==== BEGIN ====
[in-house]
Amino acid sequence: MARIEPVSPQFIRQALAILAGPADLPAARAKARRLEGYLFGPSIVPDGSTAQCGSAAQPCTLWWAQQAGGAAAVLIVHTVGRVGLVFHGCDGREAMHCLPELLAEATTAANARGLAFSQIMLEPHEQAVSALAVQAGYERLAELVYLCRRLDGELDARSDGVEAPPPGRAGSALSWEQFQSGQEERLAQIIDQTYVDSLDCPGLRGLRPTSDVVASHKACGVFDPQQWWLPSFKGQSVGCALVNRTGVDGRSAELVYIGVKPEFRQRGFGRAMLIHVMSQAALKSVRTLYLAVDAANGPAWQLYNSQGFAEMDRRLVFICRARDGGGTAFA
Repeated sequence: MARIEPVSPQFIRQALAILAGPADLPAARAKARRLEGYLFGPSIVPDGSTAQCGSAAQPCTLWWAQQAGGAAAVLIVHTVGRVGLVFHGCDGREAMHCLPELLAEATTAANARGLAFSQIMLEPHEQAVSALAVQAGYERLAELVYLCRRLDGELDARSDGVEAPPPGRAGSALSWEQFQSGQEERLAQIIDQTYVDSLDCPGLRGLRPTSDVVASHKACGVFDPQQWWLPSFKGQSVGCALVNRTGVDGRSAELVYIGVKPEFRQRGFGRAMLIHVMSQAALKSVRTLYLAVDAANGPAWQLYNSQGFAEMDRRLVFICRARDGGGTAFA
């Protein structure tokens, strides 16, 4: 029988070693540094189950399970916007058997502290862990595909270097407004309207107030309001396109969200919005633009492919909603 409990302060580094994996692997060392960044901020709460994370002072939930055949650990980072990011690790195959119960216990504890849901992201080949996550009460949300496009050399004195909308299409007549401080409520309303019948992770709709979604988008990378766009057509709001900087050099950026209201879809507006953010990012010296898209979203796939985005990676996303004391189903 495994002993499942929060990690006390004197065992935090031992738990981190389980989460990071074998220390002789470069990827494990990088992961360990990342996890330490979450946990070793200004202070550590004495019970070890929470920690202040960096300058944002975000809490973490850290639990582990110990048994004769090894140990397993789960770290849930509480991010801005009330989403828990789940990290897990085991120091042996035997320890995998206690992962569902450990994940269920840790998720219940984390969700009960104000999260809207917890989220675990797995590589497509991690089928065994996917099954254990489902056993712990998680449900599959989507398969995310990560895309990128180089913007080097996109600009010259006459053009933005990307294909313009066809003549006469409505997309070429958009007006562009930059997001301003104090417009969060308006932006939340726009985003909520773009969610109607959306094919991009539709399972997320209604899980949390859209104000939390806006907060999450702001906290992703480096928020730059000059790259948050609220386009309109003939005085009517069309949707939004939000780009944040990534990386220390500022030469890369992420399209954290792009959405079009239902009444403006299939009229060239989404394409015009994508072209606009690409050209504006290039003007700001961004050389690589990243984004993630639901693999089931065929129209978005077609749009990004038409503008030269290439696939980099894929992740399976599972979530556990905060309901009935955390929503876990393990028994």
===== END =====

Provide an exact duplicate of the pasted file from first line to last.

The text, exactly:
[in-house]
Amino acid sequence: MARIEPVSPQFIRQALAILAGPADLPAARAKARRLEGYLFGPSIVPDGSTAQCGSAAQPCTLWWAQQAGGAAAVLIVHTVGRVGLVFHGCDGREAMHCLPELLAEATTAANARGLAFSQIMLEPHEQAVSALAVQAGYERLAELVYLCRRLDGELDARSDGVEAPPPGRAGSALSWEQFQSGQEERLAQIIDQTYVDSLDCPGLRGLRPTSDVVASHKACGVFDPQQWWLPSFKGQSVGCALVNRTGVDGRSAELVYIGVKPEFRQRGFGRAMLIHVMSQAALKSVRTLYLAVDAANGPAWQLYNSQGFAEMDRRLVFICRARDGGGTAFA
Repeated sequence: MARIEPVSPQFIRQALAILAGPADLPAARAKARRLEGYLFGPSIVPDGSTAQCGSAAQPCTLWWAQQAGGAAAVLIVHTVGRVGLVFHGCDGREAMHCLPELLAEATTAANARGLAFSQIMLEPHEQAVSALAVQAGYERLAELVYLCRRLDGELDARSDGVEAPPPGRAGSALSWEQFQSGQEERLAQIIDQTYVDSLDCPGLRGLRPTSDVVASHKACGVFDPQQWWLPSFKGQSVGCALVNRTGVDGRSAELVYIGVKPEFRQRGFGRAMLIHVMSQAALKSVRTLYLAVDAANGPAWQLYNSQGFAEMDRRLVFICRARDGGGTAFA
């Protein structure tokens, strides 16, 4: 029988070693540094189950399970916007058997502290862990595909270097407004309207107030309001396109969200919005633009492919909603 409990302060580094994996692997060392960044901020709460994370002072939930055949650990980072990011690790195959119960216990504890849901992201080949996550009460949300496009050399004195909308299409007549401080409520309303019948992770709709979604988008990378766009057509709001900087050099950026209201879809507006953010990012010296898209979203796939985005990676996303004391189903 495994002993499942929060990690006390004197065992935090031992738990981190389980989460990071074998220390002789470069990827494990990088992961360990990342996890330490979450946990070793200004202070550590004495019970070890929470920690202040960096300058944002975000809490973490850290639990582990110990048994004769090894140990397993789960770290849930509480991010801005009330989403828990789940990290897990085991120091042996035997320890995998206690992962569902450990994940269920840790998720219940984390969700009960104000999260809207917890989220675990797995590589497509991690089928065994996917099954254990489902056993712990998680449900599959989507398969995310990560895309990128180089913007080097996109600009010259006459053009933005990307294909313009066809003549006469409505997309070429958009007006562009930059997001301003104090417009969060308006932006939340726009985003909520773009969610109607959306094919991009539709399972997320209604899980949390859209104000939390806006907060999450702001906290992703480096928020730059000059790259948050609220386009309109003939005085009517069309949707939004939000780009944040990534990386220390500022030469890369992420399209954290792009959405079009239902009444403006299939009229060239989404394409015009994508072209606009690409050209504006290039003007700001961004050389690589990243984004993630639901693999089931065929129209978005077609749009990004038409503008030269290439696939980099894929992740399976599972979530556990905060309901009935955390929503876990393990028994």